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Franz Xaver Messerschmidt: Suppressed Laughter
Character Heads, Slovak National Gallery, Bratislava
Catalogue Number:  102
Graphic lay-out:  Martin Činovský
Stamp Engraving:  Bohumil Šneider
Date of Issue:  October 5, 1996
Printing:  Postal Stationery Printing House, Prague, Czech Republic
Print Technology:  Recess printing from flat plates
Print Run:  408,000
FDC Motif:  Franz Xaver Messerschmidt
FDC Engraving:  Bohumil Šneider
Cancellation Design:  Martin Činovský
FDC Printing:  Postal Stationery Printing House, Prague, Czech Republic
FDC Print Technology:  Recess printing from flat plates
FDC Print Run:  10,000

The sculptor Franz Xaver Messerschmidt (1736-1783) is one of the most interesting figures in central European 18th-century art. Even his earliest works were surprising in their professional maturity, impeccable sovereignty over the material and conceptual ambition. Messerschmidt came from a family of South-German wood-carvers and learned his craft with his uncles, J.B. Straub in Munich and J.G. Straub in Graz, before acquiring a broad schooling in art at Vienna's Academy of Fine Art. Following a visit to Italy, he lived from 1760 to 1775 in Vienna, where he was a sculptor of standing. The concluding phase of Messerschmidt's creative life unfolded in Bratislava, where he settled in 1777. It was here that his work on numerous, almost life-size heads in various materials had its culmination. A large number of these consist of facial expressions and portraits that are extremely naturalistic in form. Sixty-nine such works were found in his studio after his death. A mere ten years later they were accorded a first exhibition in Vienna, for which they were collectively dubbed Character Heads and given the individual titles by which they are still known. Fascination with these works, their caricatural grimaces and ornamental stylisation, continues to this day. Direct sources of inspiration in the research of scientists and in the works of artists, they are a frequent feature of exhibitions and permanent collections.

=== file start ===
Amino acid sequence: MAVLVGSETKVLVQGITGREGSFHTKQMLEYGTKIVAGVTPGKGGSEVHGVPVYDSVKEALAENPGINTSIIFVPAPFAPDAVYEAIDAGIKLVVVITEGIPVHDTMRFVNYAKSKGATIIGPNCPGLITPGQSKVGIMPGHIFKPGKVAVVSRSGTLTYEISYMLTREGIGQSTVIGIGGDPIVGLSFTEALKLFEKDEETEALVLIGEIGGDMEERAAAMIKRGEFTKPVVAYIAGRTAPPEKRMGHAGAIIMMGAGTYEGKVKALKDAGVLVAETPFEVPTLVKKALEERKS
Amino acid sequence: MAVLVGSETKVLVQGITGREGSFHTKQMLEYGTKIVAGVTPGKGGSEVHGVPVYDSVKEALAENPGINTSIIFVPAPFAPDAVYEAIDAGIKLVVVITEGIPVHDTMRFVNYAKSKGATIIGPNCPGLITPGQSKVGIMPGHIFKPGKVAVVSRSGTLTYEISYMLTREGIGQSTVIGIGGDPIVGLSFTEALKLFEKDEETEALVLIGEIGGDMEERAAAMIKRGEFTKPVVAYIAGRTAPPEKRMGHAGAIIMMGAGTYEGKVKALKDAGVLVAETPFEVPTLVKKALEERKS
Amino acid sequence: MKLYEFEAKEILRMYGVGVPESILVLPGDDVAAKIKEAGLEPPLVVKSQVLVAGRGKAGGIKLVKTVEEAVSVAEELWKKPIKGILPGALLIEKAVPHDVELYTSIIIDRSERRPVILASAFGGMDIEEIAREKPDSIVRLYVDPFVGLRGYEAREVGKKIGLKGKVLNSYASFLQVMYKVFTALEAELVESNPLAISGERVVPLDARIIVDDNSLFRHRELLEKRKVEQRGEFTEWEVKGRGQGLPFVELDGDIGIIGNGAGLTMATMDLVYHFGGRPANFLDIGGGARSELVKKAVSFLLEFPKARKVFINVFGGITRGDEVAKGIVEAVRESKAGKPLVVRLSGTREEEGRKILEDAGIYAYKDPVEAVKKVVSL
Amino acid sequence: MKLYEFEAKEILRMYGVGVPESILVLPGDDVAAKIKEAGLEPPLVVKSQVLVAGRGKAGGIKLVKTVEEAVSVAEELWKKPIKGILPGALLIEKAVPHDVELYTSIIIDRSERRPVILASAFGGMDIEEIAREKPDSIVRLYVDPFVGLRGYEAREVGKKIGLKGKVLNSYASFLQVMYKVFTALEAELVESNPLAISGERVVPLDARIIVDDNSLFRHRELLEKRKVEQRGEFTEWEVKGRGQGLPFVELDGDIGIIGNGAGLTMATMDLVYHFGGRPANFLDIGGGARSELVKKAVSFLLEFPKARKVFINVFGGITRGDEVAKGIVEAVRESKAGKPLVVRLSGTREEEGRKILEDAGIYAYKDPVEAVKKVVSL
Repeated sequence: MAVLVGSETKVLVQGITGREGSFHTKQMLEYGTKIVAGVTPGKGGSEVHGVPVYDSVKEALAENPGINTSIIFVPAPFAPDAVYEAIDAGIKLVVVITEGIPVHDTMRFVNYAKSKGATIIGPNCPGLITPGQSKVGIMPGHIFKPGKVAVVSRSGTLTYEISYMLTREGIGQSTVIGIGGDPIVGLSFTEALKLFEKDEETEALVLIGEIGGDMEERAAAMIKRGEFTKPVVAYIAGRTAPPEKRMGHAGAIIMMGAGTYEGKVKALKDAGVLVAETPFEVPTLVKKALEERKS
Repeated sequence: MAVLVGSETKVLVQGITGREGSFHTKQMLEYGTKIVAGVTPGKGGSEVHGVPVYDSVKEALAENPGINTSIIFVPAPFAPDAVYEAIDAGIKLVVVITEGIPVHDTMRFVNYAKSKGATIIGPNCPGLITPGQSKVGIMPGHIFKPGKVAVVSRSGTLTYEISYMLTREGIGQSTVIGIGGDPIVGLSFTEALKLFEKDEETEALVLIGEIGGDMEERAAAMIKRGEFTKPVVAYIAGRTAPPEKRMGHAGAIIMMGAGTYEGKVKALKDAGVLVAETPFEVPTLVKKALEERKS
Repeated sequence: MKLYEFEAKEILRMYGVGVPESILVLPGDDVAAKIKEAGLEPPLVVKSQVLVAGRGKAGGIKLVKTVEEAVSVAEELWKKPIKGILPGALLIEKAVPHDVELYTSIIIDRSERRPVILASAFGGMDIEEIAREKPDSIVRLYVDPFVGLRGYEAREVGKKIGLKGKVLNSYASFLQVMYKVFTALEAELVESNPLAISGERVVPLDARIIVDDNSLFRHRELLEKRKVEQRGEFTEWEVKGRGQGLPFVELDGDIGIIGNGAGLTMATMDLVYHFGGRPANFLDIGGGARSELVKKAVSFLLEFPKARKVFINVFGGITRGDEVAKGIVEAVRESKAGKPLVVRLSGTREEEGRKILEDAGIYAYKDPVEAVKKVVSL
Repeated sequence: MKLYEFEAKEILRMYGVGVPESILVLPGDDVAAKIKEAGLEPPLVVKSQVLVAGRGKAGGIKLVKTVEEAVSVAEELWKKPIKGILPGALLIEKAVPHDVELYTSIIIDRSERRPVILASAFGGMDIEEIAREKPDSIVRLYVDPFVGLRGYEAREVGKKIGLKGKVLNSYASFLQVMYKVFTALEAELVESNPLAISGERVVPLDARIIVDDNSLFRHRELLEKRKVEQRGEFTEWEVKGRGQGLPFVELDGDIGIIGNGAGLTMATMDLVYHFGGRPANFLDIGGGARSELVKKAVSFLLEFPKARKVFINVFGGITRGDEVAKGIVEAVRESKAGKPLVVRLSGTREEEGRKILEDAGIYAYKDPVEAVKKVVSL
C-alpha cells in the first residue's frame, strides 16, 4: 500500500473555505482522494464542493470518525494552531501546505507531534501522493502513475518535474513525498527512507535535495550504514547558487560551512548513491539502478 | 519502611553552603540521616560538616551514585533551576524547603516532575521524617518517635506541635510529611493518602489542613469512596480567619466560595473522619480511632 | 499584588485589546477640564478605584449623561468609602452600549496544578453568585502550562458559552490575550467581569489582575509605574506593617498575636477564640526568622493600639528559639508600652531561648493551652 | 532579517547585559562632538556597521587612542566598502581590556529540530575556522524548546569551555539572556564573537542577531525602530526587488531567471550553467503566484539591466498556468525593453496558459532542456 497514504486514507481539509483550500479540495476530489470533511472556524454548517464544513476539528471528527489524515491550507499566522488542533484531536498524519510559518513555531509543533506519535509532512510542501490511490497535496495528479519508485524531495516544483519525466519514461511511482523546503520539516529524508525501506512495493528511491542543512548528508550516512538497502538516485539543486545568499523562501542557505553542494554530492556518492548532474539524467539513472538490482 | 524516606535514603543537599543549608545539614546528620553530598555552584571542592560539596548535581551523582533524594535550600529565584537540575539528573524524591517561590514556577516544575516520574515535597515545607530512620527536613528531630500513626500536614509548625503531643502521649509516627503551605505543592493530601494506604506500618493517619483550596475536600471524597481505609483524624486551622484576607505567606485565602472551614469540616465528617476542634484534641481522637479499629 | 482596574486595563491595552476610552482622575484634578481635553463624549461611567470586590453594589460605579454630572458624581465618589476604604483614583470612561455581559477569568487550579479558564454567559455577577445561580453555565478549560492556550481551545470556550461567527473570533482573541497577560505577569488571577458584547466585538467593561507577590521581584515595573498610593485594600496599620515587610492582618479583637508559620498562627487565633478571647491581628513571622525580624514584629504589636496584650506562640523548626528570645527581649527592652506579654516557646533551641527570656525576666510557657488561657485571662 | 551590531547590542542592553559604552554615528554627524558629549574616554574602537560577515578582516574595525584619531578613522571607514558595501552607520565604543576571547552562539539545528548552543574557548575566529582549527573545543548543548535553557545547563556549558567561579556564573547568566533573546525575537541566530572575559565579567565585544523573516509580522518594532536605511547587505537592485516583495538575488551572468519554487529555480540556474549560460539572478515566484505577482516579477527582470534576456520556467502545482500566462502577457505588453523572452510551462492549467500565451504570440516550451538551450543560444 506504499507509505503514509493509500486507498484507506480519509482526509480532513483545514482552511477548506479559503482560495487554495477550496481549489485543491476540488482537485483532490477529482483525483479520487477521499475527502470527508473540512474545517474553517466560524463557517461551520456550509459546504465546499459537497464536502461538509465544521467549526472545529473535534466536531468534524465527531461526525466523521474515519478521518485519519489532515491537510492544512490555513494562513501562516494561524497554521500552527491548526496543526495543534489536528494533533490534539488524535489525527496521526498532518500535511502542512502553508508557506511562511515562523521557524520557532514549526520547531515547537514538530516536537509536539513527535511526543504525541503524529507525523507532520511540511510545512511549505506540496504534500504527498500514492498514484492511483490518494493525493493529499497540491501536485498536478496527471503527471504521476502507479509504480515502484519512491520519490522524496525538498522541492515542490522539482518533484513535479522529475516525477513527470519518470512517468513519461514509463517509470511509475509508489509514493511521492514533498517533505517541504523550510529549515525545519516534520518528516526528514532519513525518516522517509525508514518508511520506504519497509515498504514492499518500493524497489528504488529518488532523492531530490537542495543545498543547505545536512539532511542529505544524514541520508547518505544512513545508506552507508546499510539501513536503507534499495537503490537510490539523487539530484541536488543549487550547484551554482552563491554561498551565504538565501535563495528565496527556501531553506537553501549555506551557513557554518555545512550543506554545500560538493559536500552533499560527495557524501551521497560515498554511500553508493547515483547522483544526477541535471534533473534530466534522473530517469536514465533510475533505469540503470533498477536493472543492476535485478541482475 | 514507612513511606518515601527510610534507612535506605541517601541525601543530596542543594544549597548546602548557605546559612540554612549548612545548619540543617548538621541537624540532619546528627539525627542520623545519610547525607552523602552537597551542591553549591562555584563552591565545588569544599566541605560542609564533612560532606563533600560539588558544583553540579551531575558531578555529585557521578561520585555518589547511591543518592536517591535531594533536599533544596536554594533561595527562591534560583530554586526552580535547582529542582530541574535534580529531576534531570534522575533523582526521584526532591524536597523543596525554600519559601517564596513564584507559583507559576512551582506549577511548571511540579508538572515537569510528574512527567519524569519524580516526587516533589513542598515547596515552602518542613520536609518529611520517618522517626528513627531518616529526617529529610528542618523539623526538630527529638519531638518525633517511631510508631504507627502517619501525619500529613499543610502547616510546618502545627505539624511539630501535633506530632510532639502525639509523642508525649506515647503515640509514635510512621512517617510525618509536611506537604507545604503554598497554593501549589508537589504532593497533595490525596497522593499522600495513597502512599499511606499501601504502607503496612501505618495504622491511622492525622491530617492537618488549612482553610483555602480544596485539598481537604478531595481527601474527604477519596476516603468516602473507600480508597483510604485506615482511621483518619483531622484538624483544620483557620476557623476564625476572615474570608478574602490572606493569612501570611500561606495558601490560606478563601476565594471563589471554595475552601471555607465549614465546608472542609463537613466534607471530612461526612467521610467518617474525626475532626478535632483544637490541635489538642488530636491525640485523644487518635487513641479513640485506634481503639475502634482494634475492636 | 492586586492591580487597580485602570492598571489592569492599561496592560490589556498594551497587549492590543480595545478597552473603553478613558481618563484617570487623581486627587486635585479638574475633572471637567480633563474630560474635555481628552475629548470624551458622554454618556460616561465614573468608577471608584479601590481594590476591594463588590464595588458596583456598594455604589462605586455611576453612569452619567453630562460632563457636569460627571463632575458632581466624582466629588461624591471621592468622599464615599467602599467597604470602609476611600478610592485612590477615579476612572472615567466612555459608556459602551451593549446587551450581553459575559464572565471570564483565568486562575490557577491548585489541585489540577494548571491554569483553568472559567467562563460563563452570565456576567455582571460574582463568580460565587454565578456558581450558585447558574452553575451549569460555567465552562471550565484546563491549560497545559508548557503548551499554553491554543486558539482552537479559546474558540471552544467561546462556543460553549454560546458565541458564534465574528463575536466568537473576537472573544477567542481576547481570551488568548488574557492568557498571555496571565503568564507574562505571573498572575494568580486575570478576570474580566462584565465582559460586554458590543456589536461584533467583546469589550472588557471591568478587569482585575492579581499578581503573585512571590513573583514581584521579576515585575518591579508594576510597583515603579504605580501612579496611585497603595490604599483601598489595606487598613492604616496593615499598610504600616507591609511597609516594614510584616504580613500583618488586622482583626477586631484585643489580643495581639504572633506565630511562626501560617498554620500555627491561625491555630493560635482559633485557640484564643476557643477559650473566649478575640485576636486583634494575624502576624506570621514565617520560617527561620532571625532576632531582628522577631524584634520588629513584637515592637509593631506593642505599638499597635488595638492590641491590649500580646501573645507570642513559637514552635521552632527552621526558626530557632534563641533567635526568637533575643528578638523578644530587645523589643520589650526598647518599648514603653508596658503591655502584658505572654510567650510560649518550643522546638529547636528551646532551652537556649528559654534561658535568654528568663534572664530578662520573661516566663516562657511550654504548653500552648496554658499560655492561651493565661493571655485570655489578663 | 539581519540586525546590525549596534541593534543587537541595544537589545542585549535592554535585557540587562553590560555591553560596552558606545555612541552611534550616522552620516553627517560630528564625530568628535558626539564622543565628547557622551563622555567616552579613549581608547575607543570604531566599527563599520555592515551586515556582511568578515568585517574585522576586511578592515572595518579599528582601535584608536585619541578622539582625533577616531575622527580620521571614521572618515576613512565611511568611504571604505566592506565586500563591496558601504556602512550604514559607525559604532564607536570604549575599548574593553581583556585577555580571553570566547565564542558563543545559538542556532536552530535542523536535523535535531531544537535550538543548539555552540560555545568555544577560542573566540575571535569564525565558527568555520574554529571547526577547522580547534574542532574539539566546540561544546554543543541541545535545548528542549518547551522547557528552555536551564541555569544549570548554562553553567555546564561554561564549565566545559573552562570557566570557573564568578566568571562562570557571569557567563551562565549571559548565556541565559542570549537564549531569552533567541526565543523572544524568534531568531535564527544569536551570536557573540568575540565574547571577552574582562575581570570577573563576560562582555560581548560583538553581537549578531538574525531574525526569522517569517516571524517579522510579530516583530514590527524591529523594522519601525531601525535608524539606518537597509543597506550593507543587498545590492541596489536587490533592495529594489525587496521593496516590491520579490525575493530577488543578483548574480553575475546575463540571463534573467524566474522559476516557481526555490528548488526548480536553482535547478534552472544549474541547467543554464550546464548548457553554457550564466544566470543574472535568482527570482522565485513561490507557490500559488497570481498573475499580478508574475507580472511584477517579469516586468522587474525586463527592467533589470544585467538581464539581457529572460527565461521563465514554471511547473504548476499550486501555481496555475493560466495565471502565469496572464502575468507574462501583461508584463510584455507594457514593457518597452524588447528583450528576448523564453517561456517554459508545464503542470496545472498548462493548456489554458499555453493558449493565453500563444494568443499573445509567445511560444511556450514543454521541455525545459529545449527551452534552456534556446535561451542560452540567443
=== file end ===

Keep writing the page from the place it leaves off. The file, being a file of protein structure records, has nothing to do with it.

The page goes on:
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Year 1996
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